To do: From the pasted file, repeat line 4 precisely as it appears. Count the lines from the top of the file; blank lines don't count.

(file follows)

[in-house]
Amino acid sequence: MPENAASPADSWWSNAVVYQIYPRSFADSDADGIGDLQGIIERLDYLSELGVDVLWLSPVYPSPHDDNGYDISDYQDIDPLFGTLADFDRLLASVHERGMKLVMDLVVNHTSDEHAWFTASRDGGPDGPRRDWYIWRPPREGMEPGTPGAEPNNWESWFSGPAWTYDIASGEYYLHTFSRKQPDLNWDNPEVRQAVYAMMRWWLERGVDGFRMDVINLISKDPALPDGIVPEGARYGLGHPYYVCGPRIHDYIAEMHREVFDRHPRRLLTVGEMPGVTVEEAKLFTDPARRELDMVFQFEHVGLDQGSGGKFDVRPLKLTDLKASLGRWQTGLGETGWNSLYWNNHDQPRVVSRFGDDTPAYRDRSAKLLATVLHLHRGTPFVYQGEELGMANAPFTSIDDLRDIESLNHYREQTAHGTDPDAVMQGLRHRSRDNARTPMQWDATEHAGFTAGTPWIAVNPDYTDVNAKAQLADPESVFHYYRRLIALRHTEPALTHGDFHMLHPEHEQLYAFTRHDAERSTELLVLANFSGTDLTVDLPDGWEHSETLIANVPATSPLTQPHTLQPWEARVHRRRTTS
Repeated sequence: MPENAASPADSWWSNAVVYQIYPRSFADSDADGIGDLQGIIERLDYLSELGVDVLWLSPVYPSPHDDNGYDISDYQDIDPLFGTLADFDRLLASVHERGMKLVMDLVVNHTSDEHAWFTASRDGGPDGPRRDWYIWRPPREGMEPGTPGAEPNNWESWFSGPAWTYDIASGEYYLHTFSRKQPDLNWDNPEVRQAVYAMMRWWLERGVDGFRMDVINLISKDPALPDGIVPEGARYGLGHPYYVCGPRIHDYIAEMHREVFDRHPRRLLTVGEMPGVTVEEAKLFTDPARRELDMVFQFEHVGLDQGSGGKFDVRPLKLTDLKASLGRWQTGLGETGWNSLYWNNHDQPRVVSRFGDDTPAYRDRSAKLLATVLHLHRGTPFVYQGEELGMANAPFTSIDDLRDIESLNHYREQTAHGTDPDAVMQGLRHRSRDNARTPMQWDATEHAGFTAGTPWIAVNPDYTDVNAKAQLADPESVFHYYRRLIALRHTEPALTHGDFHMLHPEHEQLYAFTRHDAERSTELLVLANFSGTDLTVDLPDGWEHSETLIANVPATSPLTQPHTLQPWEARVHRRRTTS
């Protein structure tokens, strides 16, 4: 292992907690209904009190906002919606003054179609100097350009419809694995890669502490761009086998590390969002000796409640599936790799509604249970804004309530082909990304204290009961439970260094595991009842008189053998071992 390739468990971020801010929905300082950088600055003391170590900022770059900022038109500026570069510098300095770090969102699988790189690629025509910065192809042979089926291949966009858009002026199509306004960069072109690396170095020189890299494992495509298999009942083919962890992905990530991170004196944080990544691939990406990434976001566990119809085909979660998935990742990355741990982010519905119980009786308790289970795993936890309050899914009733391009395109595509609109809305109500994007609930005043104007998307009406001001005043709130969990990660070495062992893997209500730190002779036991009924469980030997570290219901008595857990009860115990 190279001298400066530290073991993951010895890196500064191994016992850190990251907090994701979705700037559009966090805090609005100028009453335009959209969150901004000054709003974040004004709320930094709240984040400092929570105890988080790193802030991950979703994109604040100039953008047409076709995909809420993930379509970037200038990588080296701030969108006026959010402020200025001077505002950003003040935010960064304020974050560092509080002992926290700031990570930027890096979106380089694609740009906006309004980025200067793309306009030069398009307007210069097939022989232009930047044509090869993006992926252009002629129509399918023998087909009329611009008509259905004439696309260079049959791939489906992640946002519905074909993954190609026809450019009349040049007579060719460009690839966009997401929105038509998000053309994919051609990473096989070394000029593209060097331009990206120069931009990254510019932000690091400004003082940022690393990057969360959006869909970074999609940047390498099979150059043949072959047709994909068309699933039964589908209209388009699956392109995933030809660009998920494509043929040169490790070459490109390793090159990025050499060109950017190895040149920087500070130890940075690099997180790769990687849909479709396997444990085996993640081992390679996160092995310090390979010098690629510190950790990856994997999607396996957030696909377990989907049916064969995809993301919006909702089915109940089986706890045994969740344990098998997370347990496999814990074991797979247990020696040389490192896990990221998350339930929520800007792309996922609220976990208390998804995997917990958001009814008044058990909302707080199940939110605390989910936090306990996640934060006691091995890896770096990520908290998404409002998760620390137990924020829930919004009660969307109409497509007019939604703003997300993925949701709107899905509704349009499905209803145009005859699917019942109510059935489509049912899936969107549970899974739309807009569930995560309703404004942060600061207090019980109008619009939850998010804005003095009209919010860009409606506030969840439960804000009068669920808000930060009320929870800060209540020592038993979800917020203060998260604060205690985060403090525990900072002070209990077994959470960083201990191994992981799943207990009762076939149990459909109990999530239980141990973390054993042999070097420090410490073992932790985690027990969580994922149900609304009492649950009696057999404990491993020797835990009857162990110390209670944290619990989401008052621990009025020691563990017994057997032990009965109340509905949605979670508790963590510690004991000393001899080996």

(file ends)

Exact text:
């Protein structure tokens, strides 16, 4: 292992907690209904009190906002919606003054179609100097350009419809694995890669502490761009086998590390969002000796409640599936790799509604249970804004309530082909990304204290009961439970260094595991009842008189053998071992 390739468990971020801010929905300082950088600055003391170590900022770059900022038109500026570069510098300095770090969102699988790189690629025509910065192809042979089926291949966009858009002026199509306004960069072109690396170095020189890299494992495509298999009942083919962890992905990530991170004196944080990544691939990406990434976001566990119809085909979660998935990742990355741990982010519905119980009786308790289970795993936890309050899914009733391009395109595509609109809305109500994007609930005043104007998307009406001001005043709130969990990660070495062992893997209500730190002779036991009924469980030997570290219901008595857990009860115990 190279001298400066530290073991993951010895890196500064191994016992850190990251907090994701979705700037559009966090805090609005100028009453335009959209969150901004000054709003974040004004709320930094709240984040400092929570105890988080790193802030991950979703994109604040100039953008047409076709995909809420993930379509970037200038990588080296701030969108006026959010402020200025001077505002950003003040935010960064304020974050560092509080002992926290700031990570930027890096979106380089694609740009906006309004980025200067793309306009030069398009307007210069097939022989232009930047044509090869993006992926252009002629129509399918023998087909009329611009008509259905004439696309260079049959791939489906992640946002519905074909993954190609026809450019009349040049007579060719460009690839966009997401929105038509998000053309994919051609990473096989070394000029593209060097331009990206120069931009990254510019932000690091400004003082940022690393990057969360959006869909970074999609940047390498099979150059043949072959047709994909068309699933039964589908209209388009699956392109995933030809660009998920494509043929040169490790070459490109390793090159990025050499060109950017190895040149920087500070130890940075690099997180790769990687849909479709396997444990085996993640081992390679996160092995310090390979010098690629510190950790990856994997999607396996957030696909377990989907049916064969995809993301919006909702089915109940089986706890045994969740344990098998997370347990496999814990074991797979247990020696040389490192896990990221998350339930929520800007792309996922609220976990208390998804995997917990958001009814008044058990909302707080199940939110605390989910936090306990996640934060006691091995890896770096990520908290998404409002998760620390137990924020829930919004009660969307109409497509007019939604703003997300993925949701709107899905509704349009499905209803145009005859699917019942109510059935489509049912899936969107549970899974739309807009569930995560309703404004942060600061207090019980109008619009939850998010804005003095009209919010860009409606506030969840439960804000009068669920808000930060009320929870800060209540020592038993979800917020203060998260604060205690985060403090525990900072002070209990077994959470960083201990191994992981799943207990009762076939149990459909109990999530239980141990973390054993042999070097420090410490073992932790985690027990969580994922149900609304009492649950009696057999404990491993020797835990009857162990110390209670944290619990989401008052621990009025020691563990017994057997032990009965109340509905949605979670508790963590510690004991000393001899080996």